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Niki Johnson: Using art to give others a voice

“I made this piece, titled Hills & Valleys, to insight action and compel voters to take support women’s rights. Reproductive rights are an American tradition.” – Niki Johnson

Internationally recognized Milwaukee artist Niki Johnson unveiled her latest artwork, made out of the signage from Planned Parenthood health centers de-funded under the Walker administration in Wisconsin, at the organization’s 80th celebration on October 14. Hills & Valleys will be on display to the general public at Material Studios & Gallery from October 21, with the beginning of the Historic Third Ward’s Gallery Night and Day.

Johnson also received the 2017 Voices Award during the PPWI event. She is previously known for creating Eggs Benedict, a portrait of Emeritus Pope Benedict woven out of condoms. That piece is part of the Milwaukee Art Museum’s permanent collection.

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Q&A with Niki Johnson

Q: Was there a person or event in your youth that was influential with your artistic development? Did you always want to be an artist?

A: Not really. It didn’t occur to me that art could be an occupation. Art was something we did in class growing up. It was non-exclusive, and in comparison to math and spelling (which I also loved), there was no right way to do it. The activity of making something was experientially based. Like learning a foreign language, figuring out how to use tools or express ideas was a community undertaking, rooted in trial and error, and usually a whole lot of laughter. I think this may be why I have continually returned to art through my life.

Q: Can you share both a positive and negative example that was an unexpected result of your “Eggs Benedict,” the portrait of Emeritus Pope Benedict woven out of condoms?

A: During the viral media events of 2013 and 2015, I experienced a deepened sense of purpose and value for my work as a contribution to social discourse. It was incredible. While both experiences were well worth the lost sleep and hours spent keeping the intention behind the work front and center, going viral was extremely disruptive to the creative process. I was thankful when the excitement dіеd down and I could get back to work.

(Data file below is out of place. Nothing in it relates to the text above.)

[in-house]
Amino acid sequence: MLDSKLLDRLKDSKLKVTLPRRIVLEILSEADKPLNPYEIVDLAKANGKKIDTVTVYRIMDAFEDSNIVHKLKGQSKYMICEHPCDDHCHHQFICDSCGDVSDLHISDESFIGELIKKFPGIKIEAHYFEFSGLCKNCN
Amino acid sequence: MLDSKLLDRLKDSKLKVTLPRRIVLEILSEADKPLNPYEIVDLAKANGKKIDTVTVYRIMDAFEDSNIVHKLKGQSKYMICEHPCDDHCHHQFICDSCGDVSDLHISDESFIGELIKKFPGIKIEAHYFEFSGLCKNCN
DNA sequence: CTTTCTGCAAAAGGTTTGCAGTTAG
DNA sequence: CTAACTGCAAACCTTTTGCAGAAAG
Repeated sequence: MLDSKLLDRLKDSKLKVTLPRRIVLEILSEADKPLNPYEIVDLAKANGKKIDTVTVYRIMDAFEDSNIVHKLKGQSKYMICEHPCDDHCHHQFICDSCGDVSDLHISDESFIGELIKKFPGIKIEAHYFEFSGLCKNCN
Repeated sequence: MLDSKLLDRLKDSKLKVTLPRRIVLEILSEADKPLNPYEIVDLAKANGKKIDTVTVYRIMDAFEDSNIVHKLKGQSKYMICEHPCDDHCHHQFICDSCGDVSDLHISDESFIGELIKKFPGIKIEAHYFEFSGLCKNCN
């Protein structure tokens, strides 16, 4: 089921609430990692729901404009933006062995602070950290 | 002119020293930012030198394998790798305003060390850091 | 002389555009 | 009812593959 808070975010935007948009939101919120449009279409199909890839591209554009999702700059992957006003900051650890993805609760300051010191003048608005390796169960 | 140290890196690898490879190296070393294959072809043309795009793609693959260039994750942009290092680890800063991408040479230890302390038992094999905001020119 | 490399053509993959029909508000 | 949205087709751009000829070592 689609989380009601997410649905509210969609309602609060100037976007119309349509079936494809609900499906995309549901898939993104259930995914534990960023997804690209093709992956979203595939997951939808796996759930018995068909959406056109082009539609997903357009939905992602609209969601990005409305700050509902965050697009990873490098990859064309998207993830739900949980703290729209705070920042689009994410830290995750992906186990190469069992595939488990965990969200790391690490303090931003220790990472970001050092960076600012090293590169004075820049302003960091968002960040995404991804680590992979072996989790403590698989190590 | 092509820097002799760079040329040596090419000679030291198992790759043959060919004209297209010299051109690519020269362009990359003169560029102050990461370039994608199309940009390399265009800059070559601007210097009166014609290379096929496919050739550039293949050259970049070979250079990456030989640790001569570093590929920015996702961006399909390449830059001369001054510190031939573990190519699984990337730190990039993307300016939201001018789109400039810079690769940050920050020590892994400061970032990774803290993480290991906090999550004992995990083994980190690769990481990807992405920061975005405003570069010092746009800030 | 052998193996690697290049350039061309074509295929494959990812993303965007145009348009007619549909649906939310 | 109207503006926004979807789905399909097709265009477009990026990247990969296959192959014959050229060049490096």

Q: Do you feel that our culture has a double standard towards women when it comes to issues of faith and sex?

A: Of course. Patriarchy per definition benefits men at the expense of women. We live in a patriarchal society. Morality in patriarchal societies is often used to limit a woman’s agency, especially in context of her body.

Q: What inspired your idea for Hills & Valleys, and addressing women’s reproductive rights with art?

A: As a feminist, my artwork voices my politics, and being politically engaged is part of my everyday life. To create social change, I believe you must be willing to speak up, listen closely to others, and give of yourself. These ideas shape my studio practice.

The design and concept behind Hills & Valleys took years to develop, as I really needed to sit with the material before I could understand what it needed to become. I knew one thing immediately after picking up the first load of signs in the fall of 2013: the material was sacred, and I knew I would need to proceed cautiously in an effort to balance respect for the organization while drawing focus to the broader fundamental problem of human rights being stripped from women across our nation.

Q: Have other media outlets asked if your art is a protest towards Republican Candidate Donald Trump and his misogynistic statements about women?

A: Donald Trump is a joke. Scott Walker and his administration are not. Hills & Valleys only exists because of the legislation successfully passed by the Walker administration limiting women’s health care, access to safe and legal abortion, and because of that – our independence. Both Trump and Walker enjoy shaming and controlling women, they just go about it in different ways.

Q: How did you choose the composition materials, like using the Planned Parenthood signs?

A: Usually I work idea to material. The idea and design come first and the material becomes the vehicle by which the concept becomes whole. With Hills & Valleys, I had the material before the idea or design appeared. So I waited.

The design appeared moments before falling asleep, in early October of last year. I awoke the next morning to a rough drawing of a pair of women’s hips dawning a vajazzle of the US Capitol in front of a quilt.

Kind of like an alphabet soup, the elements of this piece had been swirling around in my mind for awhile. Like the quilt was inspired by a project I had assisted my friend Greely Myatt with in 2009. We spent months transforming scraped street signs in Memphis into beautiful reflective “quilts” to cover an air conditioning unit on city property. I loved the way the altered industrial materials spoke to heritage and the domestic experience – essentially feminizing the message of the metal, while giving it an arguably enlightened second life.

After drawing out the piece, I reached out to Greely to see if it would be okay for me to incorporate this language into my piece, to which he said, “Of course!” Greely is the best.